Meant as a term of endearment, calling Sean Dyche the ‘ginger Mourinho’ is belittling to a man that’s achieved the almost impossible with Burnley.
The Clarets’ supporters have never seen anything like it in generations.
European football at Turf Moor, top 10 in the Premier League and on a shoestring budget to boot.
Such miracle work is on a par with anything the Special One has done with many more millions to work with.
It was 1961 the last time this part of Lancashire could watch teams from the continent in official competition as opposed to friendlies and testimonials.
Ten years before Dyche was even born!
They now face Greek giants Olympiacos for a place in the Europa League proper which shows just how far the club have come under the Kettering-born 47-year-old’s stewardship.
In the six years since he’s been first team manager at the club, he’s taken them back to the top flight, breaking all sorts of records on their way to promotion, including the best start to a season since they were founded in 1882.
Perhaps more remarkably is that they’re back in Europe after getting relegated back to the Championship and then surviving by the skin of their teeth in 16th after another promotion to the Premier League. Dyche has certainly moulded his side into so much more than a team of ‘hoofers.’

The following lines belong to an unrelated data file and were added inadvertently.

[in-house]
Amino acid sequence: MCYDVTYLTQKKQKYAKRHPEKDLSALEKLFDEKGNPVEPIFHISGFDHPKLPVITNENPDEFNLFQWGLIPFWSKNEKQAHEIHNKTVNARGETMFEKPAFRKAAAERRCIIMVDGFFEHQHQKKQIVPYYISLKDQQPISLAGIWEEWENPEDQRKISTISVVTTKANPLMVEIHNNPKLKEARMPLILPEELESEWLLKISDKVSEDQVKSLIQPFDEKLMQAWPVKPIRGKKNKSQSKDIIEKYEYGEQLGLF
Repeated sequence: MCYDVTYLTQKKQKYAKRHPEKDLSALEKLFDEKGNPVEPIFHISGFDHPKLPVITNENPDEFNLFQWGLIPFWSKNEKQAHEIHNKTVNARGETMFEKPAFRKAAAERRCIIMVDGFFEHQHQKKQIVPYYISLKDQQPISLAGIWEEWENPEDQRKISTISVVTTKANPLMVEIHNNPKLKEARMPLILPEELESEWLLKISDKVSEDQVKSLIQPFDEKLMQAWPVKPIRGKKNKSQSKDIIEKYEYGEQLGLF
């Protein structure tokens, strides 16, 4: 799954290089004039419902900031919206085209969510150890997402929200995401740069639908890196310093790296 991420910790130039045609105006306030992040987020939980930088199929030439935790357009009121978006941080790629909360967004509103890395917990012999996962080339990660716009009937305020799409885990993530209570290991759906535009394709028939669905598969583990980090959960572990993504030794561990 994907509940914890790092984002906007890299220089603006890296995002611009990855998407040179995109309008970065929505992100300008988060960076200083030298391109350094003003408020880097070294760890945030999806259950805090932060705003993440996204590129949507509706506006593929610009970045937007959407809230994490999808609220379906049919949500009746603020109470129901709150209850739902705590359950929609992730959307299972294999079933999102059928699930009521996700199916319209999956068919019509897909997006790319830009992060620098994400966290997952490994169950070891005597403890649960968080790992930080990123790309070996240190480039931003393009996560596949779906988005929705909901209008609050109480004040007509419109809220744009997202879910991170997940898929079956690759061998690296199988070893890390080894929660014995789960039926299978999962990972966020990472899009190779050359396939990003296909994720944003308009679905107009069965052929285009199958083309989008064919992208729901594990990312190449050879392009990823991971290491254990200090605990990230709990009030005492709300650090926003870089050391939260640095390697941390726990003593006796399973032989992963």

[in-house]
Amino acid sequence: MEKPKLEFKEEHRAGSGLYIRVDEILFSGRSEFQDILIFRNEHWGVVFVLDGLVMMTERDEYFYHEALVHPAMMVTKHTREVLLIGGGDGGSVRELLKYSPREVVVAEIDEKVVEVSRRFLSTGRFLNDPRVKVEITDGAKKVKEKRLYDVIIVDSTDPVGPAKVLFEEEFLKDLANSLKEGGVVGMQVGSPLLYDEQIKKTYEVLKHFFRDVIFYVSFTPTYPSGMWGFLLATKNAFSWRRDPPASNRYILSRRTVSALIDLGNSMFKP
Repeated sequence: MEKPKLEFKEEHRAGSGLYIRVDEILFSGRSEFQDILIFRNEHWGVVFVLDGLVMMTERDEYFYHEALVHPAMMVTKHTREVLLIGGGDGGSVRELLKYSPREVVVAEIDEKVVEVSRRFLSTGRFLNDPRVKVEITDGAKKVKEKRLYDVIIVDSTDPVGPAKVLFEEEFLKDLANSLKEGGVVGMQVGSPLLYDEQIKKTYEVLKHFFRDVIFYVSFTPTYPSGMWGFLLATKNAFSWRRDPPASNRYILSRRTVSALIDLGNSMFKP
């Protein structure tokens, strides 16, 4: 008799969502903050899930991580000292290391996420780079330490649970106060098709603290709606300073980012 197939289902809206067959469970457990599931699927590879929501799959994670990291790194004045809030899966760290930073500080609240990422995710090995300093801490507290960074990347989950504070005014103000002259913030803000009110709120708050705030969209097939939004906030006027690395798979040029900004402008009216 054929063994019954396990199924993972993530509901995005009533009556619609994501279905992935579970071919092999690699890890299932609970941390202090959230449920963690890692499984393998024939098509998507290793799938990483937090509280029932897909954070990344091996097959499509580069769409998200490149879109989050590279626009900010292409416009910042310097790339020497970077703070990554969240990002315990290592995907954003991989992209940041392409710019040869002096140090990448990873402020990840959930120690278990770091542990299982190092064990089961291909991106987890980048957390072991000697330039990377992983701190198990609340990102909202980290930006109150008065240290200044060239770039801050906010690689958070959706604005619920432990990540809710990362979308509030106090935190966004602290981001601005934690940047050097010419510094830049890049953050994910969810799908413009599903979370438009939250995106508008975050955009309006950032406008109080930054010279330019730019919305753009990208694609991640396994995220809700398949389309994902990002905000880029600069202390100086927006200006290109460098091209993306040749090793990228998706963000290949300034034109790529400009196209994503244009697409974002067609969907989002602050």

Their ball-playing ability is as good as any team on their day, as many of the perceived ‘bigger’ clubs have found out to their cost.
Hard work always gets its reward in the end, and Dyche is fully aware that what his team lacks in genuine star quality, they more than make up for in team spirit, effort and desire.
His main issue now is whether he has a squad that has enough depth to deal with the demands of a Thursday night game somewhere in Europe followed by a tough Premier League battle.
The bread and butter for the club remains the English top flight and that shouldn’t be sacrificed for a single-season sojourn around the continent, however appealing that is at first.
Getting Joe Hart as their new No.1 is a real coup for the club and the keeper, like Aaron Lennon and Robbie Brady et al before him, have all joined because they believe in the project that their manager is creating.
Of course, with success comes expectation, and Dyche has continued to deliver on that score.
But there is a ceiling.
Sooner or later, the wall will be hit and it’s at that point that the manager will need his board, staff, players and the supporters to stand shoulder to shoulder with him.
Despite being the custodian of his role for just six seasons, he’s already one of the longer serving managers in the Premier League, which is scandalous.
And yet, if his paymasters can have the foresight to allow him to keep building, then a blip here and there should make no difference at all.
Manager of the year was never a bad shout but because he’s not ‘fashionable,’ that was never going to happen.
However, it’s time Dyche was recognised for the excellent motivator, communicator and man manager he is.
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